The Hungarian State Opera asked its white singers to sign a letter declaring they identify as black in reaction to casting requirements of Gershwin’s African-American 1935 folk opera Porgy and Bess.
The letter, reportedly signed by half of the cast, was claimed to have been sent by the general director of the Hungarian State Opera Szilveszter Okovacs.
Signatories signed the document which allegedly declared “African-American origin and consciousness are an integral part of my identity,” according to Hungarian news website Index which had sight of the letter.
Sargent Aborn, of Tams-Witmark, the agency that represents the Gershwin Estate, told The New York Times on Tuesday that the Hungarian State Opera had previously confirmed “in writing that they understood the need to cast black singers to present the work dramatically, [and] a licence was issued for the 2018 production” but that this licence has now expired.
“It subsequently came to our attention that the production was in clear breach,” Mr Aborn said, adding that the Gershwin Estate and Tams-Witmark would be considering whether to take legal action.
Speaking to Euronews, Mr Okovacs confirmed there are no black operatic singers in the Hungarian State Opera and branded the casting specifications as “racist,” saying he was opposed to the concept of allowing “the presence of people in a production to be determined by skin colour or ethnicity.”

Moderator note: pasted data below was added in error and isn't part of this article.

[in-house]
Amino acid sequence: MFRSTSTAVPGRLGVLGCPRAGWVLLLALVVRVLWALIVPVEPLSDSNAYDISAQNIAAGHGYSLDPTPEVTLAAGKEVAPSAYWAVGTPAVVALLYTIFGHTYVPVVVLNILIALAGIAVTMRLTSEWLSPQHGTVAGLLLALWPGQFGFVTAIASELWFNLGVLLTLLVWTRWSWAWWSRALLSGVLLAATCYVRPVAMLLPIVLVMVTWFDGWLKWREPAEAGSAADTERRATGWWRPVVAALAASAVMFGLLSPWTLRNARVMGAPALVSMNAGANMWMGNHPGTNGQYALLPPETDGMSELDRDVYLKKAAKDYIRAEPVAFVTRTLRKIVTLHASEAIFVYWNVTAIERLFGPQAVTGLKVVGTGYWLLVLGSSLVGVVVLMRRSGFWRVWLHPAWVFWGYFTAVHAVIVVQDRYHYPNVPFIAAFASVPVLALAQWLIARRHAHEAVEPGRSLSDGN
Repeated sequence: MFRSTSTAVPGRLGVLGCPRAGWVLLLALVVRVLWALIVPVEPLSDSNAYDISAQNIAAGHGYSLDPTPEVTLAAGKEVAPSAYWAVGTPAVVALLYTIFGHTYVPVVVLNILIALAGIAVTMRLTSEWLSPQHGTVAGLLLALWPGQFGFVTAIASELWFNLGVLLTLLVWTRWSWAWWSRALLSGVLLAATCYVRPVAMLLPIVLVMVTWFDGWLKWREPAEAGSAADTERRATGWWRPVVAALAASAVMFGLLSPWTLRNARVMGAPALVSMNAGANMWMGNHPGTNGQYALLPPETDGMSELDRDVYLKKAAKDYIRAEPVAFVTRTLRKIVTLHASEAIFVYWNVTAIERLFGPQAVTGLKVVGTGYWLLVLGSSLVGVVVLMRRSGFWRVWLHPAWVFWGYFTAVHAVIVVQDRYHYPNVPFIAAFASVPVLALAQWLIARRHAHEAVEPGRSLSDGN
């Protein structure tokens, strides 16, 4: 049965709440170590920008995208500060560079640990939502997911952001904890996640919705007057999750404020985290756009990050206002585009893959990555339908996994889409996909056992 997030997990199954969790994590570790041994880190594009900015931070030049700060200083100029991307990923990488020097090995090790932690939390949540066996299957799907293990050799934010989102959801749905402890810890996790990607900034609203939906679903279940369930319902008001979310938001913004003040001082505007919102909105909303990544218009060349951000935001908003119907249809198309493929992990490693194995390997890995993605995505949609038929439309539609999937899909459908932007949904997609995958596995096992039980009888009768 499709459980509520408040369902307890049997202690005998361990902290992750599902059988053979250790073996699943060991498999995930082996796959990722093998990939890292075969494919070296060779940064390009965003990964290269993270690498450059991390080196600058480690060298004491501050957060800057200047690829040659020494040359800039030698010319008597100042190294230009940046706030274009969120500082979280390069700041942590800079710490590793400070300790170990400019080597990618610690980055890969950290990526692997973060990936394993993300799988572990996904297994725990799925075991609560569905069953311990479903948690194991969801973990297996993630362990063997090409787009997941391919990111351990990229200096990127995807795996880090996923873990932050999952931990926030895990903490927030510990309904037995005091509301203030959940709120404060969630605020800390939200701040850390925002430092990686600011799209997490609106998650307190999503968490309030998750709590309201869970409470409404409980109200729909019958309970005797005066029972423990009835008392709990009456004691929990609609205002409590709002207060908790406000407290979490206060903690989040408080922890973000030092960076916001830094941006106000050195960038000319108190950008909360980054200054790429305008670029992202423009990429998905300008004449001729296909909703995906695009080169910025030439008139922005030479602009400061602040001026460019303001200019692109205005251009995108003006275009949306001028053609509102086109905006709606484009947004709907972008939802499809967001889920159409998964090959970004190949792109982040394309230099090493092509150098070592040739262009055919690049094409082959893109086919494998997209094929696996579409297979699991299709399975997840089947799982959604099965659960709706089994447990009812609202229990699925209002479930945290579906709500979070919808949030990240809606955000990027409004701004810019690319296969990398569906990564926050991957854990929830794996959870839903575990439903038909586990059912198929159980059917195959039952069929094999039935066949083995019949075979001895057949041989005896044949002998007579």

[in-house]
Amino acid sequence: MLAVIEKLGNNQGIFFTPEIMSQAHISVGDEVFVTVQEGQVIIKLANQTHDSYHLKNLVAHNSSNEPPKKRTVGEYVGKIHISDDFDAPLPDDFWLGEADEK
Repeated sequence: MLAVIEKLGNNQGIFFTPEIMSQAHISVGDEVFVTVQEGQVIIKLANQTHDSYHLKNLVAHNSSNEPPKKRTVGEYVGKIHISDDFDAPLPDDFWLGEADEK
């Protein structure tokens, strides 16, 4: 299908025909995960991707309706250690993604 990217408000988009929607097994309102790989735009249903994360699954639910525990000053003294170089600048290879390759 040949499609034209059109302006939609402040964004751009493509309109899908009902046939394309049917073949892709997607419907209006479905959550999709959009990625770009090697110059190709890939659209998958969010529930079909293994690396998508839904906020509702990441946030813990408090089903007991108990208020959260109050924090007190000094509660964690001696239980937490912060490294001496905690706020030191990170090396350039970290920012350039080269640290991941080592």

“It’s just not possible to do this [an all-black cast], you cannot decide who performs in a show based on the colour of the skin or their origin,” he said.
He told the news outlet that cast were under no obligation to sign the declaration, and alluding to the fact that the document was not written with serious intent said of the agent’s stipulation: “If we have to play on absurd grounds… we can’t do anything but join the field in absurd outfits.”
The opera house was accused of racism when it performed the musical in 2018 with an all-white cast, but Mr Okovacs defended the decision at the time saying the casting stipulation made no sense as Hungary is “a country where virtually no black people live.”
The founder of Grange Park Opera, in Surrey, England, expressed difficulty in casting for her own licensed performance of Porgy and Bess in the more ethnically-diverse UK.
Wasfi Kani told London’s Times in January that she could not operate a “colour blind” casting for the major roles as it was necessary for the performance to “faithfully preserve and express the story, plot, characters, characterisations, situations, climaxes of the work as written.”
“It does not say the singers have to be black but in effect you can not have white people playing the main roles or the chorus,” Ms Kani said.
“It is the only work in the canon where you have to sign up for this. We are fishing in a very small pool because there are not that many black opera singers,” she added.